• Difficulty for youth players: Older, more experienced players can easily determine the proper cleat type and change them with the wrench tool required for the job. Younger players may have more difficulty changing the cleats before a practice session or game.

The cleat material is another factor in determining the quality of a football shoe. Metal, rubber and plastic materials are all options for cleats. As manufacturing practices advance, new materials become available, offering new advantages on the field. Here are some newer cleat materials and the benefits of each:

  • Thermoplastic polyurethane: Lightweight yet durable; water resistant; able to take high impacts with less denting than metal; holds up in extreme temperatures
  • Polyurethane: Elasticity of rubber with high durability; holds up well in extreme weather
  • Pebax: Thermoplastic elastomer; lightweight yet supportive; resists impact; works in extreme weather without stiffening or weakening
  • Poron urethane: Permeable layers to help keep feet dry; breathable; stands up to impact; won’t shrink or weaken
  • Ethyl vinyl acetate (EVA): Flexible yet durable and crack-resistant; highly resists water; holds up well in extreme temperatures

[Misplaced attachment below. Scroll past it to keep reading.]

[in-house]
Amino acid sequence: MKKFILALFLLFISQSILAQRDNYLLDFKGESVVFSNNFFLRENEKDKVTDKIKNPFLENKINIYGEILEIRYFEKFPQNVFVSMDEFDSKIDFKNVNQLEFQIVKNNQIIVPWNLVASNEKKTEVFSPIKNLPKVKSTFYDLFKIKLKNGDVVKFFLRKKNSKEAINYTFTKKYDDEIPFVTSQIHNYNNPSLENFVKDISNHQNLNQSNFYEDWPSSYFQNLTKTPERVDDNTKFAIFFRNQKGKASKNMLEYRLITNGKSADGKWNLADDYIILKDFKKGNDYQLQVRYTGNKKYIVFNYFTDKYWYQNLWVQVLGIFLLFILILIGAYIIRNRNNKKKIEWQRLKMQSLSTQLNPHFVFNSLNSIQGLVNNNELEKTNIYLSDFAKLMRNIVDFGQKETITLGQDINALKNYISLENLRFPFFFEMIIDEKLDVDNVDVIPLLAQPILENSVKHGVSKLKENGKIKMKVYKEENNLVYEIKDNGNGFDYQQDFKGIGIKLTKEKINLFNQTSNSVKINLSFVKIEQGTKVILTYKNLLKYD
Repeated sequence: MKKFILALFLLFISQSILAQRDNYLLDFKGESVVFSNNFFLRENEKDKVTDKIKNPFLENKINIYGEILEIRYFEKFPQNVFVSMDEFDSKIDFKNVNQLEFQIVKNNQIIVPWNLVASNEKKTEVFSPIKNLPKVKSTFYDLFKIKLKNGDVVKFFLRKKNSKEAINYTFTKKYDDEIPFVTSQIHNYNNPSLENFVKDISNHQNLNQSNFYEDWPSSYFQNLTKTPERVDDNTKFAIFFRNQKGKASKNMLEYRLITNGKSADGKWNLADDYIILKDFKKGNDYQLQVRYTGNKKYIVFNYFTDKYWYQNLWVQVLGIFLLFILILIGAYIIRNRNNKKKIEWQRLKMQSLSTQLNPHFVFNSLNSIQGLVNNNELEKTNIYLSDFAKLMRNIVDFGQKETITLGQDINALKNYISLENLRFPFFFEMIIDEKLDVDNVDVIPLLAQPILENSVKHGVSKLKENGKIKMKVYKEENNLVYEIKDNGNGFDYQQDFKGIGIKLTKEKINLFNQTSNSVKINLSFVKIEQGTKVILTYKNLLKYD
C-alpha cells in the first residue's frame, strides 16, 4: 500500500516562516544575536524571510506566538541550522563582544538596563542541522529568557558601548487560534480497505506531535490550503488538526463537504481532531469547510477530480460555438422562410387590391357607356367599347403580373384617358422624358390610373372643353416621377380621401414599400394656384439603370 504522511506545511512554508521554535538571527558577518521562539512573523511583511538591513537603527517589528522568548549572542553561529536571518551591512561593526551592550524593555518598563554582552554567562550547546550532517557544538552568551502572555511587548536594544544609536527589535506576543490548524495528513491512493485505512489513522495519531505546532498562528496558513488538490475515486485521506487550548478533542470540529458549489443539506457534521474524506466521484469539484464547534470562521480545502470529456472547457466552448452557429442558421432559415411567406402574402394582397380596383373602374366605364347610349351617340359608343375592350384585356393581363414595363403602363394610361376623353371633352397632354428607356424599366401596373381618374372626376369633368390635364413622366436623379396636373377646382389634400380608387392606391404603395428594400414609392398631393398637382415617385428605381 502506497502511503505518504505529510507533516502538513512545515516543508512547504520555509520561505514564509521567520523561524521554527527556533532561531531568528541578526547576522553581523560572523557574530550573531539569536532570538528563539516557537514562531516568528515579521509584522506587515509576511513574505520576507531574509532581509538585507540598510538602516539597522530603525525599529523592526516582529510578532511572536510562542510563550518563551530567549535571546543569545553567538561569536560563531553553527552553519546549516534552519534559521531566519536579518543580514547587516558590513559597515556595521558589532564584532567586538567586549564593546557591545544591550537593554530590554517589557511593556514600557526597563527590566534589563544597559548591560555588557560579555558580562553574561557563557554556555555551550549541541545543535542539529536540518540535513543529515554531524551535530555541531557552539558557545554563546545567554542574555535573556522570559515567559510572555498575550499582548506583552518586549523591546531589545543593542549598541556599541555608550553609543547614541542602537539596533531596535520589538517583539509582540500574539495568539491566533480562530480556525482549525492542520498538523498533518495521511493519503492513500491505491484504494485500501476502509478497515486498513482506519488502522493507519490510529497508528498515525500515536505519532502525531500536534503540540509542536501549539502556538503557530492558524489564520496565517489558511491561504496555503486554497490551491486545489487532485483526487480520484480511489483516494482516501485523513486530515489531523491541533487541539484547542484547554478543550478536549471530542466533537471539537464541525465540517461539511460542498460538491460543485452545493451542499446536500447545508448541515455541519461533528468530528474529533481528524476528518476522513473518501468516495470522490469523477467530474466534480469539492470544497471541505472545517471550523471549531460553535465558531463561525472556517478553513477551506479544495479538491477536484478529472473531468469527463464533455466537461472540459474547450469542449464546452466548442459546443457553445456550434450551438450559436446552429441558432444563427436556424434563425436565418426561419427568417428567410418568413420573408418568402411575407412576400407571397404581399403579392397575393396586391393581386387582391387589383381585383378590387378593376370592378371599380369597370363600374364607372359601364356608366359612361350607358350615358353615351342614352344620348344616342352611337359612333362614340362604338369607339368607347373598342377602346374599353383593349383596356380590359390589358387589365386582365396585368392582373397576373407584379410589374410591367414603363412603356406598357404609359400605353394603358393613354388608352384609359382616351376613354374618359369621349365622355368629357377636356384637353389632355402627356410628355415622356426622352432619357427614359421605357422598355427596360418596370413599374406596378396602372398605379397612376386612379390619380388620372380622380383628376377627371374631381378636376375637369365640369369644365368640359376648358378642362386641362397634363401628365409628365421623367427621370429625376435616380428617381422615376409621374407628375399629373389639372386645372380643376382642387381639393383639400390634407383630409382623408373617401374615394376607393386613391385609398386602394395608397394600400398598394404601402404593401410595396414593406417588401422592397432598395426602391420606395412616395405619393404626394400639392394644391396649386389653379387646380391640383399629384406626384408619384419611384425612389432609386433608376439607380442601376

When choosing between molded and detachable cleats, consider the player’s age and ability to handle stud changes. Molded cleats are often sufficient and easier for a younger player to handle. Since molded cleats are more affordable, going that route is often the most economical option for young kids whose feet continue growing.

When your child’s feet stop growing — usually sometime in high school — investing in detachable cleats may be worth it. Teen and adult football players may prefer the flexibility of detachable cleats.

League Regulations

Before choosing a pair of football cleats, check with the league to determine if there are certain requirements or restrictions. Some leagues ban detachable or metal cleats. This is particularly true at the youth level. Some beginning football leagues don’t require specific football cleats or recommend only wearing molded cleats.

If detachable cleats are allowed, the league may limit the length. For example, a high school or rec football league may allow studs up to ½ inch. Anything longer would be banned.

No matter the level of football play, understanding league regulations before making a purchase saves you money. If you show up in a pair of restricted cleats, you may not be allowed to play in that game, and you’ll need to spend more money to buy the proper type of cleats.

Football Cleat Fit and Sizing

Football cleats need to fit the athlete properly in order to fully protect the foot. It’s tempting to buy a size larger than needed, especially for young players with rapidly growing feet, to get more use out of them. Unfortunately, this puts the wearer at risk for injury on the field. Resist the urge to save money by choosing cleats that fit your child’s foot right now.